“Mr. Will, is there going to be a lock-in this year?”

You have no idea how many times I hear (and dread) that question throughout the year.

Last month, we organized and hosted our fourth annual Lock-In for our students at Celebration Church with the help of our awesome volunteers.  We always do a lock in at the end of the summer or beginning of the school year, as a springboard to take us into the fall season.  Students always get very excited about it; and adults get tired as soon as I mention it!

It’s definitely a sacrifice of time and sleep to pull it off, but we pull more students into this event to hear the gospel than any other event that we do throughout the year.  You should consider doing one as well, but you don’t have to make all the mistakes I have!  We’ve learned a lot through the years.

So here are seven things that will help you put on a lock-in for your students:

1) Get your rest.
If you are the lead youth worker/pastor/organizer for this event, you better rest up.  You’re gonna be running hard the whole time (probably around 20 hours), and won’t likely find your bed until 10-11am the next morning.  From my days working the graveyard shift as a drugstore manager, I use the technique of staying up late the night before, then sleeping in the morning of the event to reset my internal clock.

2) Recruit volunteers early and often, and delegate tasks.
Never, under any circumstances, attempt an event like this on your own.  Bad idea.  Start early, talk it up, and then make specific, direct requests to people you think might be willing/interested.  Offer a shift based on their preference, if necessary.

Then, delegate the organization/execution of specific aspects to trusted volunteers.  This year was our most successful night by far, because I wasn’t trying to do it all myself.  I had a volunteer running registration, early games, late games, the main event, AV/tech, food, and a few other things, so I was able to focus on bringing it all together into one package.

3) Incorporate the gospel and worship.
Some might disagree here, but I believe it would be a wasted opportunity to have an event like this and not preach a message on the gospel.  Yes, it’s not going to be the most popular part of the night with the students, but it’s a valuable opportunity.  Plus, you can take the opportunity to do something out of the norm.  For instance, this year I spoke on idolatry and smashed some blocks onstage with a sledgehammer, something I don’t do on a normal Wednesday night.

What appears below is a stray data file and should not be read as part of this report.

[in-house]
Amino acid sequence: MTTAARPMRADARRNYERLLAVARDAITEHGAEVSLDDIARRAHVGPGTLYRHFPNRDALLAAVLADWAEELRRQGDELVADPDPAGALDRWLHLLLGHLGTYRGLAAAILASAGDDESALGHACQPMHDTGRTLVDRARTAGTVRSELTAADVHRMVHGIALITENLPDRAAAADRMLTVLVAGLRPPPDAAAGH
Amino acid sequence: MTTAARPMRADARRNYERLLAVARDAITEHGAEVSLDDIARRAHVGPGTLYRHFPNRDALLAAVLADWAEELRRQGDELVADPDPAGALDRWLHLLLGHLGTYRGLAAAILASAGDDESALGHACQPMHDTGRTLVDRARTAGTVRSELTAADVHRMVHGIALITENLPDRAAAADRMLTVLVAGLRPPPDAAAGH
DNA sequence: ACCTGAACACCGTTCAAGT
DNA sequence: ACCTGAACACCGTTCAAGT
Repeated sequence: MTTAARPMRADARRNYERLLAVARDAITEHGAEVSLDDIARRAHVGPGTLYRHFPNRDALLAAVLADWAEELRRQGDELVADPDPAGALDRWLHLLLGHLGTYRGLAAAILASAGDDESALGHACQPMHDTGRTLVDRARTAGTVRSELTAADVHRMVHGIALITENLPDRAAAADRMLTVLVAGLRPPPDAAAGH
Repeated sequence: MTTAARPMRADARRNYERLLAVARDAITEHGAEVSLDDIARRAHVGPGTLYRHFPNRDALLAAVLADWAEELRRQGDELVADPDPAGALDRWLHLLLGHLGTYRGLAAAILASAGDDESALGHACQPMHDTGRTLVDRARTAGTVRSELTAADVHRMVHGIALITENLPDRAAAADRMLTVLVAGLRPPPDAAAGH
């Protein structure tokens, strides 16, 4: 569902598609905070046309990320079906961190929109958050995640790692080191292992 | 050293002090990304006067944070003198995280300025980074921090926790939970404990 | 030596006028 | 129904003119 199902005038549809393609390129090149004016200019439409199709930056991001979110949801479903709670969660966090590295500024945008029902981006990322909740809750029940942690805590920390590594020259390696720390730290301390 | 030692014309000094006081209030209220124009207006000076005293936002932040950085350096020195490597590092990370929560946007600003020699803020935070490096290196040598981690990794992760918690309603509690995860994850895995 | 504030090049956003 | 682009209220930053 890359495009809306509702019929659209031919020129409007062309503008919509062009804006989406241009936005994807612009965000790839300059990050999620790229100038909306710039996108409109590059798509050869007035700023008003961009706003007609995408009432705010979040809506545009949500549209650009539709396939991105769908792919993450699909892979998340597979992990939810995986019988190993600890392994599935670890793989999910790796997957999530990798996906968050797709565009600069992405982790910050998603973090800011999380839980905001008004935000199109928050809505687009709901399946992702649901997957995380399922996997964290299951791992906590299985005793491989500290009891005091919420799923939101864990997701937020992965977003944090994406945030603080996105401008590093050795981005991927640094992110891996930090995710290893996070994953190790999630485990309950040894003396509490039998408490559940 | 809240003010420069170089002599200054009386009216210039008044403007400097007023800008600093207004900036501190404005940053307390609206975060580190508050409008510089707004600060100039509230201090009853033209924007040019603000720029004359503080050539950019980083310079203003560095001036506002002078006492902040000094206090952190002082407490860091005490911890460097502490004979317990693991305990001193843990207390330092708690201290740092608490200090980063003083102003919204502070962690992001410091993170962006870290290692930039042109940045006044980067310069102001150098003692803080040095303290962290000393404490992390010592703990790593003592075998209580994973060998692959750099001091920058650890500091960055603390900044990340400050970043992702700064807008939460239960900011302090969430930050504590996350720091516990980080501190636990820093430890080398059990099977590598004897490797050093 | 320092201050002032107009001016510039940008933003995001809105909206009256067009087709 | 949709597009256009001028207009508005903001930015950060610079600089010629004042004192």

4) Build the night around a “main event.”
Each year we have a main event that we put most of our time and planning effort into.  Because we have a pretty good sized property with lots of buildings, Capture the Flag has been a popular one.  We’ve done different different variations: 4-Team CTF, Hunger Games theme, Duck Dynasty theme, etc.  This “main event” needs to be able to take up a solid 3 hours of your schedule, 25% of your night.

5) Consider the night you’re doing the event when planning activities.
A couple years ago, we pushed back the lock in to be after the first or second week of school, instead of at the end of summer.  Our numbers grew significantly, because students brought more friends.  But we planned the lock-in like the kids hadn’t been in school all day, with full-on activities stretching well into the morning.  By 4am, we still had major activities planned, and the kids were just wiped out.  There energy levels are at a totally different place in the summer than they are at the end of a school week.  We build in “down time” now towards the end.  Make sure you consider that.

6) Use enough space to facilitate the event, but no more.
A few years ago we used a recently renovated building that we didn’t have access to in years prior.  It has several classrooms and we decided to make use of them.  So we had a “guys sleeping room,” a “girls sleeping room,” a “board game room,” a “video game room.”  You know what happened?  They all got trashed.  Who cleaned it up?  Me and my volunteers.  Bad move.  The next year, everybody stayed in the same big room, with a girls’ side and a guys’ side.  Cleanup was instantly ten times easier.

7) Leave the campus better than you found it.
If you’re going to try to do events like this in the future, you need to invest in your relationship with all other authorities in your church by taking care of the property.  If you have a lock-in and leave the place trashed, chances are you’re gonna have a hard time convincing your pastors to let you do another one.  Sacrifice your sleep and make sure the property is clean before heading home.

So go make a lock-in happen for your students!  I won’t lie – it’s a lot of work!  But it has the potential to draw students like a magnet to your ministry that you might not normally have!